The Devotion of Reparation on the First Saturdays of the month. Finally, on June 13, 1912, Saint Pius X granted new indulgences to practices which almost exactly foreshadow the requests of Pontevedra: "To promote the piety of the Faithful towards Immaculate Mary, Mother of God, and to make Reparation for the outrages done to Her holy Name and Her privileges by impious men, Saint Pius X granted, for the first Saturday of each month, a plenary indulgence, applicable to the souls in purgatory. Conditions: confession, communion, prayers for the intentions of the Sovereign Pontiff and pious practices in the spirit of Reparation in honor of the Immaculate Virgin."14 Five years later, to the day, after this thirteenth of June, 1912, there took place at Fatima the great manifestation of the Immaculate Heart of Mary, "surrounded with thorns which seemed to pierce It". Sister Lucy was to say later on: "We understood that it was the Immaculate Heart of Mary, outraged by the sins of humanity, which demanded Reparation."15
On November 13, 1920, Pope Benedict XV granted new indulgences to this same practice when accomplished on the first Saturday of eight consecutive months.16
A traditional Devotion … How wonderful it is to see Heaven content itself with crowning a great movement of Catholic piety, doing nothing more than giving precision to the decisions of a Pope, and what a Pope, Saint Pius X! In the same way, the Blessed Virgin had come to Lourdes to confirm the infallible declarations of Pope Pius IX.
Let us also say this right now: in requesting the Pope to solemnly approve the devotion of Reparation revealed at Pontevedra, Our Lady was not really asking for anything impossible. Providence had prepared everything so well that in 1925-1926, this devotion was right in line with a series of papal decisions giving the forerunners and "pre-figures" of the first Saturday devotion.
Yet a very new Devotion … However, what new elements there are, in this message of Pontevedra! And first of all, in the concession of excessive faculties which only Heaven can take the liberty of granting: on December 10, the Virgin Mary no longer requires fifteen, twelve, or even eight Saturdays to be devoted to Her. She knows our inconstancy, and asks for only five Saturdays — as many as the decades on our Rosary.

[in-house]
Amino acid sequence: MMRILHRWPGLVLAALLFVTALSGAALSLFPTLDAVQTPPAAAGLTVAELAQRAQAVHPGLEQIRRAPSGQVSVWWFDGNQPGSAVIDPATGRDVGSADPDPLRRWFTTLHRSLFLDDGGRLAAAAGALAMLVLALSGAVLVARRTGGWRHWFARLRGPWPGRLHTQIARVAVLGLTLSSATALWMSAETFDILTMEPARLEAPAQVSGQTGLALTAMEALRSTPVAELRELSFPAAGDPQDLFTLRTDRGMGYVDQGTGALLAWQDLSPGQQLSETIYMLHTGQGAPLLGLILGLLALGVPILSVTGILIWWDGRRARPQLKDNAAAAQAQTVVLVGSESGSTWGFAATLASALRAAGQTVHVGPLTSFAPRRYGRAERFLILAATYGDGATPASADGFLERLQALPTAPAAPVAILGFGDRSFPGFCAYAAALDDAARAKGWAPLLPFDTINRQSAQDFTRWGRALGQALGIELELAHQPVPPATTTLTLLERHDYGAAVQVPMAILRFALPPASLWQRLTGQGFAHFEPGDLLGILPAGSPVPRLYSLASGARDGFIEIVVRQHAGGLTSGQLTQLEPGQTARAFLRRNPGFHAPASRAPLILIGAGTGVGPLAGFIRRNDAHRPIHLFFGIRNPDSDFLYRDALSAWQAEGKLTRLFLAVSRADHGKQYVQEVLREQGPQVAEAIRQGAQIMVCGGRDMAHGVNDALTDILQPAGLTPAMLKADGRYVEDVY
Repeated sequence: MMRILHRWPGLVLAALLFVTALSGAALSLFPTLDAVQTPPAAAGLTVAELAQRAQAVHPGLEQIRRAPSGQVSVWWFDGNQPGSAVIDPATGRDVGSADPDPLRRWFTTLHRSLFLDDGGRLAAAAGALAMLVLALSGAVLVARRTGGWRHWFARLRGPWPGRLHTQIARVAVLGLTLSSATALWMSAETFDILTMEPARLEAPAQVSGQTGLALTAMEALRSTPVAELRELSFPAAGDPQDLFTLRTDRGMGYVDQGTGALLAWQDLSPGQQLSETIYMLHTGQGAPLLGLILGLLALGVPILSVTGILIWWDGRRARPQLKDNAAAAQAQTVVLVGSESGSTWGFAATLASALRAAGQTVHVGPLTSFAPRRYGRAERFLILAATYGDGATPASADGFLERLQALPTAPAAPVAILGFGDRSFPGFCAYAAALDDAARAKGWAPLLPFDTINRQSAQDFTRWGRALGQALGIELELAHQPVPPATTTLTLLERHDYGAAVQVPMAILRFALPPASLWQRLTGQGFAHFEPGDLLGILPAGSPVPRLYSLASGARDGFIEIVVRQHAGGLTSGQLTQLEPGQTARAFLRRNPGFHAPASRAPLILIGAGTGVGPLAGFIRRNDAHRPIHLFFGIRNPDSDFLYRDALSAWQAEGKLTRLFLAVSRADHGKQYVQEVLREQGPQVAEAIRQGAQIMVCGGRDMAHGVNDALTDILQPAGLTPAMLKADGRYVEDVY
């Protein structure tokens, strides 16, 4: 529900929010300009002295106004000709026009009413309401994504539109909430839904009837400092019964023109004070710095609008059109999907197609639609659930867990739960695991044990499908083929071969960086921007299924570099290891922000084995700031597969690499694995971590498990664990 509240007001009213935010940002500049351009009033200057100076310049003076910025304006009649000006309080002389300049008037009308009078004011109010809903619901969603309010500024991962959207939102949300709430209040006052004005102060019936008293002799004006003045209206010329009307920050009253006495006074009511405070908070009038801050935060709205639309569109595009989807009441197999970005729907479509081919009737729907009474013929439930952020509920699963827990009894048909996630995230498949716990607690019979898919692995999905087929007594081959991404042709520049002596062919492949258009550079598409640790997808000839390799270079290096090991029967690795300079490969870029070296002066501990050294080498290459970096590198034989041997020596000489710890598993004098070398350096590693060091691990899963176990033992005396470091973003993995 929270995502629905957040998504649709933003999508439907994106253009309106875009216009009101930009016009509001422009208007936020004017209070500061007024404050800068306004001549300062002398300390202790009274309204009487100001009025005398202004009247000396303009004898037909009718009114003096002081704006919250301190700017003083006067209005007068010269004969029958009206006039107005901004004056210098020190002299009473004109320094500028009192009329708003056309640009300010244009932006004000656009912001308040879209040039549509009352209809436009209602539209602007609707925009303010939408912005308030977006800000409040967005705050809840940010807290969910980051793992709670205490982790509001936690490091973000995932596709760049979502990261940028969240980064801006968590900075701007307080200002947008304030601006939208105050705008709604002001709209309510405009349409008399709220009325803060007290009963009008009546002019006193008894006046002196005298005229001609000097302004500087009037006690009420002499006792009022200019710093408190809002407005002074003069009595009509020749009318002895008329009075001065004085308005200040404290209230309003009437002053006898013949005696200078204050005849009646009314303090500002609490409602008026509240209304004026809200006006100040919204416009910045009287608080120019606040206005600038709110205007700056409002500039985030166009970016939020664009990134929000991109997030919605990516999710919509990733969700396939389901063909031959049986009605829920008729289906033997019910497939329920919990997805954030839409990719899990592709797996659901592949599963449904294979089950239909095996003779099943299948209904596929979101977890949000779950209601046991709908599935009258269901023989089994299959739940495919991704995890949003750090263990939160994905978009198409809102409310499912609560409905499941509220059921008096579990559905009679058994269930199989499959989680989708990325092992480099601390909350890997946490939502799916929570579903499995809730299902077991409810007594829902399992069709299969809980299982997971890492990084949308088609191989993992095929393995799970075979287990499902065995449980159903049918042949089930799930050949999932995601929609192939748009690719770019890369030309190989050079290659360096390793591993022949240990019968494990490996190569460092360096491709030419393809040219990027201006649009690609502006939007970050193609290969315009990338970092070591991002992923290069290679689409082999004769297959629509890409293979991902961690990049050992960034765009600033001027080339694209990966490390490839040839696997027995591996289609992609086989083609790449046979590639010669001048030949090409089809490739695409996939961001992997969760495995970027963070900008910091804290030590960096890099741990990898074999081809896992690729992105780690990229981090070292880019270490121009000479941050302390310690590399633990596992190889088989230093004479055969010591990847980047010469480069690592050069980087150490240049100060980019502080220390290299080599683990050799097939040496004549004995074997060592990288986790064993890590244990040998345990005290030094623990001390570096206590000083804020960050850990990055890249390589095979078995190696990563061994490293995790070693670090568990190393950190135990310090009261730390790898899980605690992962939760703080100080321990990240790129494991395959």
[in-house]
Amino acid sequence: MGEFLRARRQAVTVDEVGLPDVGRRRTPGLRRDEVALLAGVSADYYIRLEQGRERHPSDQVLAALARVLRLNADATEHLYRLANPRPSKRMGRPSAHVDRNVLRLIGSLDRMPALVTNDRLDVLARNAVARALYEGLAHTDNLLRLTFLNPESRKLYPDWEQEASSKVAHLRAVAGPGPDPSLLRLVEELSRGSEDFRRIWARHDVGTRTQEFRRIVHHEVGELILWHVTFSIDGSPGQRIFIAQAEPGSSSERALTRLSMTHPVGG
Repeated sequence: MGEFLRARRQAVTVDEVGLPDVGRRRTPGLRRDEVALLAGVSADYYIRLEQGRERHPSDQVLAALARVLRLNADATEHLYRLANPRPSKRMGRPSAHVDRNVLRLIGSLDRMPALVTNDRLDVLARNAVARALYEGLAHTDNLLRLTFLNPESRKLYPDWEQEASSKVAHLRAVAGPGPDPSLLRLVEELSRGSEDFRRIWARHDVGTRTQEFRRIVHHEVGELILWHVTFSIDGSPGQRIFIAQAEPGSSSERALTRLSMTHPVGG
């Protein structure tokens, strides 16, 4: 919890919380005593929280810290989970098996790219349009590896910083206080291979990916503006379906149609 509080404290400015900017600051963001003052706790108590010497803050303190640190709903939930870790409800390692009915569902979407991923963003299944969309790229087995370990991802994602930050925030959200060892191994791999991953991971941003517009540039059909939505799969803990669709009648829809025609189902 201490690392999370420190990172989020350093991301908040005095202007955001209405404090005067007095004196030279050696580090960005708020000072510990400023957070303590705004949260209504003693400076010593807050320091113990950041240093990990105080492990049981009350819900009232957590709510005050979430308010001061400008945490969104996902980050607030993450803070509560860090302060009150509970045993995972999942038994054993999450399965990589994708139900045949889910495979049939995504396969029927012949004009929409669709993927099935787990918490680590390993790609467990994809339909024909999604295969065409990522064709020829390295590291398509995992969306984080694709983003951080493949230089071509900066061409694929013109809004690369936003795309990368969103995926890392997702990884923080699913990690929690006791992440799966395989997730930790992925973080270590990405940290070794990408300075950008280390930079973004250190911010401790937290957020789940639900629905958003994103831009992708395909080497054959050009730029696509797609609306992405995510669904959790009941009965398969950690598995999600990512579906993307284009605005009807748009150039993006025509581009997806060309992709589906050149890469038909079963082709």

Then, above all, the promise joined with it has increased so dramatically: no longer is it a question of indulgences (that is, the remission of punishment for sins already pardoned), but a much more signal grace, the assurance of receiving at the moment of death "all the graces necessary for salvation". A more wonderful promise could hardly be conceived, for it concerns success or failure in "the most important business, our only business: the great affair of our eternal salvation".17
We have seen that it is not required that the confession be made on the first Saturday itself. If due to any necessity, it can be fulfilled even beyond eight days, but there must at least be a monthly confession. However, it is certain that, as far as possible, it is preferable that the confession be made on a day close to the first Saturday.
The thought of making Reparation to the Immaculate Heart of Mary must equally be present. In this way, notes Father Alonso, "the soul adds to the principal motive of sorrow for our sins — which will always be that sin is an offense against God, Who has redeemed us in Christ — another motive for sorrow, which will undoubtedly exercise a beneficial influence: sorrow for the offense given to the Immaculate and Sorrowful Heart of the Virgin Mary."18
The Communion of Reparation, of course, is the most important act of the devotion of Reparation. All the other acts center around it. To understand its meaning and significance, it must be considered in relation with the miraculous Communion of autumn 1916; already this communion was completely oriented to the idea of Reparation,19 thanks to the words of the Angel. The Communion of Reparation must also be considered in relation to the Communion on the nine First Fridays of the month, requested by the Sacred Heart at Paray-le-Monial.
Someone might object: to receive Communion on the first Saturday of five consecutive months is almost impossible for many of the Faithful, who have no Mass in their parish on that day … Such is the question Father Gonçalves, Lucy’s confessor, put to her in a letter of May 29, 1930:
"If one cannot fulfill all the conditions on a Saturday, can it be done on Sunday? People in the country, for example, will not be able very often, because they live quite far away..."20